Gosselin, Simon and Reynolds write in the LA Times: "Frank explained the political logic of the situation this way: 'Whatever you think about whether or not there was a need [for a bailout] . . . once the president, secretary of the Treasury and chairman of the Federal Reserve have announced that if you don't do this, there will be a collapse, there's probably going to be a collapse if you don't do it.'"

Germans Take Issue

Eric Pfanner writes in the New York Times about how Europeans are bristling at Bush's assertion that an influx of foreign money into the United States was one of the root causes of the credit crunch.

"Peer Steinbr├╝ck, the German finance minister, countered in a speech in Berlin that the conditions that gave rise to the current turmoil in the markets were allowed to develop because of a reckless pursuit of short-term profit and huge bonuses in 'Anglo-Saxon' financial centers -- along with a lack of political backbone to stand up to what he characterized as bankers' greed."

Why the $700 Billion Figure?

Where does that $700 billion figure come from? Bush certainly didn't explain that last night. Maybe because there is no good explanation.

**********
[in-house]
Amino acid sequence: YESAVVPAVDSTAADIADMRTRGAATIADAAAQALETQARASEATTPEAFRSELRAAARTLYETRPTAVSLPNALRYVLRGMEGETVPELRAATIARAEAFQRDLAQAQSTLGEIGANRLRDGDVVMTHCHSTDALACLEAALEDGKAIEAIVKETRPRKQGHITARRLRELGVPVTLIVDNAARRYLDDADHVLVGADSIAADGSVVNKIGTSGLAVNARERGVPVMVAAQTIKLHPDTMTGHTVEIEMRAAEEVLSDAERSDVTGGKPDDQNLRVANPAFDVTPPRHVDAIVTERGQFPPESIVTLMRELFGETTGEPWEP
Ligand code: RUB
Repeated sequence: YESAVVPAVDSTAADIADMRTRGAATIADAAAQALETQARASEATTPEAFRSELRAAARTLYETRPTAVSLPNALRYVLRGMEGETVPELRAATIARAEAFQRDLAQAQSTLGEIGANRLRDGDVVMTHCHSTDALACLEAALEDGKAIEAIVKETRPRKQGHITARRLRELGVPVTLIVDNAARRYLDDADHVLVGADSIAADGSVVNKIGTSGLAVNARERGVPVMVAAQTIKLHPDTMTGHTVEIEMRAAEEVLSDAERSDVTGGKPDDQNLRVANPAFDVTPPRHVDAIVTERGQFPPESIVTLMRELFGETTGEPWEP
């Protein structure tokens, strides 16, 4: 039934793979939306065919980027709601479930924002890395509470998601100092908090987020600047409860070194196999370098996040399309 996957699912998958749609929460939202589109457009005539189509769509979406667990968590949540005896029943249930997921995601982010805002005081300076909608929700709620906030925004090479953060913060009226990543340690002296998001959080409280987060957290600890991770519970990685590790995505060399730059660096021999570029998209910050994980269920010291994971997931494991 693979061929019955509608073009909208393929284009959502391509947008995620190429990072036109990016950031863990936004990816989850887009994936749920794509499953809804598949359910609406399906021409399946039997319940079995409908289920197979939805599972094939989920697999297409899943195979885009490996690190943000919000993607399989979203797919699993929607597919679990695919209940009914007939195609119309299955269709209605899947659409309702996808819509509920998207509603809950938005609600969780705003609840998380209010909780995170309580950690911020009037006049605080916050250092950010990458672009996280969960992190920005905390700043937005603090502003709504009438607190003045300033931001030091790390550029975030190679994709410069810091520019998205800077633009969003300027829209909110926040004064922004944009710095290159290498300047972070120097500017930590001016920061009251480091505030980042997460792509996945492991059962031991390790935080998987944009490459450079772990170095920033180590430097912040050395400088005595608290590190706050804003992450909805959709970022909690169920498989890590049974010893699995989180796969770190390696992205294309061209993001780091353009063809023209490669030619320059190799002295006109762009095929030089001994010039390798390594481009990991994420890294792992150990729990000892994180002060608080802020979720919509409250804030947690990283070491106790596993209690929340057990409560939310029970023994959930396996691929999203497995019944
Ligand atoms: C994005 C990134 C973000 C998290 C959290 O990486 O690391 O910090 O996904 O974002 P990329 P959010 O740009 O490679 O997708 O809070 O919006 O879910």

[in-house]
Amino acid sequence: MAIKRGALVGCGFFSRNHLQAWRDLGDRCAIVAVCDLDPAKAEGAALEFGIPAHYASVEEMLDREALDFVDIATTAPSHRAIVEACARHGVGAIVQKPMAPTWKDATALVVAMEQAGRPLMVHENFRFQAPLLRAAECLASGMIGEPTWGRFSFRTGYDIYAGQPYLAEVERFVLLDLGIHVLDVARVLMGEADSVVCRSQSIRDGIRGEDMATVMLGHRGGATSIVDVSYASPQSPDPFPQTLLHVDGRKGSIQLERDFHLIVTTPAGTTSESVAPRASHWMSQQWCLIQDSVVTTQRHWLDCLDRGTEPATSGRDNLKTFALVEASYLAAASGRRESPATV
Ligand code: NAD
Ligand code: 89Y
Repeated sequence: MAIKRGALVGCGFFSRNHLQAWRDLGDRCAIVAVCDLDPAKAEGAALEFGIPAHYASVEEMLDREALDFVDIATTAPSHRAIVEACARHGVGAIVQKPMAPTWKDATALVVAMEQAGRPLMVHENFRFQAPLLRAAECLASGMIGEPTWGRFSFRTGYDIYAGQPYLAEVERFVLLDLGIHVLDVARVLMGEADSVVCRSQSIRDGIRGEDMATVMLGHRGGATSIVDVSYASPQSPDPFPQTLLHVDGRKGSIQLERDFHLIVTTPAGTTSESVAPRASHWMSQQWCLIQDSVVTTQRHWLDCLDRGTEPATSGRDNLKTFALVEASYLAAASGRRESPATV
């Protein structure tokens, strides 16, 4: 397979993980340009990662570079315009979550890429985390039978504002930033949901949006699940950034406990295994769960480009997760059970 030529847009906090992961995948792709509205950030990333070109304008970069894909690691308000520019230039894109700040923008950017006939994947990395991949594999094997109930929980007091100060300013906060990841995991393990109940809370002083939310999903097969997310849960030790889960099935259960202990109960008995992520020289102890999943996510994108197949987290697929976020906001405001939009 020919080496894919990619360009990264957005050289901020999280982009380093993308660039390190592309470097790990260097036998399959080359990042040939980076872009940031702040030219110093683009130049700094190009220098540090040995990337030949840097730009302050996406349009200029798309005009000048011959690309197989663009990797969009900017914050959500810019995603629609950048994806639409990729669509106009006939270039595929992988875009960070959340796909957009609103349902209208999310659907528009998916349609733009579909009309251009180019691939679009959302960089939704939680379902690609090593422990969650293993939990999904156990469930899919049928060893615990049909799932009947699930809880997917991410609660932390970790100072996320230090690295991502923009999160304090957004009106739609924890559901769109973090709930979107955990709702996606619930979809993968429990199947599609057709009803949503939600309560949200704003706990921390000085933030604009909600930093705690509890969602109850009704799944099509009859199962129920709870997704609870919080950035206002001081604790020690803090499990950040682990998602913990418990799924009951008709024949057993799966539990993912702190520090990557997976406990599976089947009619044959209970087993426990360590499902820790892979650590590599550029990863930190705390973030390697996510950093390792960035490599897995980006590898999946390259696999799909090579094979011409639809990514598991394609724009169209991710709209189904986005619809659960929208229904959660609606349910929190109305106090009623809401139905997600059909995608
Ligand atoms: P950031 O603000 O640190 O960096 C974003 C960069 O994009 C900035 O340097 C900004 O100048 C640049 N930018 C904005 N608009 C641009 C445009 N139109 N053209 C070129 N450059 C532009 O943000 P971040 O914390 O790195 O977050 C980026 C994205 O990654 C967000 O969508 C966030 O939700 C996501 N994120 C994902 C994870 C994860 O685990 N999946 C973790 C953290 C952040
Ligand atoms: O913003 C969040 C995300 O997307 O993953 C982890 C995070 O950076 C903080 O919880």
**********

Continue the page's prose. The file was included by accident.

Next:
Brian Wingfield and Josh Zumbrun write for Forbes that "some of the most basic details" of the plan, "including the $700 billion figure Treasury would use to buy up bad debt, are fuzzy.

"'It's not based on any particular data point,' a Treasury spokeswoman told Forbes.com Tuesday. 'We just wanted to choose a really large number.'"

Paul Krugman blogs for the New York Times: "My sneaking suspicion is that they started with a determination to throw money at the financial industry, and everything else is just an excuse."

Torture Watch

Mark Mazzetti writes in the New York Times: "Senior White House officials played a central role in deliberations in the spring of 2002 about whether the Central Intelligence Agency could legally use harsh interrogation techniques while questioning an operative of Al Qaeda, Abu Zubaydah, according to newly released documents.